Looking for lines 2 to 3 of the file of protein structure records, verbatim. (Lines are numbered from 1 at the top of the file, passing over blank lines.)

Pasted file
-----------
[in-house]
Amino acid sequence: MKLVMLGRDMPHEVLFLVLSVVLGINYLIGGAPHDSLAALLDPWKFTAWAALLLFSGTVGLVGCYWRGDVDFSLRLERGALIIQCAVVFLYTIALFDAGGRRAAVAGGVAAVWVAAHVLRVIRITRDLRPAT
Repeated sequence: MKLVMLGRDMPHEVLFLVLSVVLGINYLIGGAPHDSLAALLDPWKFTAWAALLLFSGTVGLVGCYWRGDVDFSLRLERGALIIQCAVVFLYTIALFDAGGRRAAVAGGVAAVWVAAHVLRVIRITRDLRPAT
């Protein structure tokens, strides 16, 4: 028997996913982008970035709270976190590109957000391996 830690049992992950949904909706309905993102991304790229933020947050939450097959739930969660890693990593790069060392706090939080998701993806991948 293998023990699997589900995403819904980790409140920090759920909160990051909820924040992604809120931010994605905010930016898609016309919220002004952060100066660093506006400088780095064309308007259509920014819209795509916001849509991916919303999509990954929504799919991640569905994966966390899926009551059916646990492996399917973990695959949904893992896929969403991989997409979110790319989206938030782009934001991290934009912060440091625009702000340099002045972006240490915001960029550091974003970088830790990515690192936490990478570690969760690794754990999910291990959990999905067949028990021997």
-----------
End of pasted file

Amino acid sequence: MKLVMLGRDMPHEVLFLVLSVVLGINYLIGGAPHDSLAALLDPWKFTAWAALLLFSGTVGLVGCYWRGDVDFSLRLERGALIIQCAVVFLYTIALFDAGGRRAAVAGGVAAVWVAAHVLRVIRITRDLRPAT
Repeated sequence: MKLVMLGRDMPHEVLFLVLSVVLGINYLIGGAPHDSLAALLDPWKFTAWAALLLFSGTVGLVGCYWRGDVDFSLRLERGALIIQCAVVFLYTIALFDAGGRRAAVAGGVAAVWVAAHVLRVIRITRDLRPAT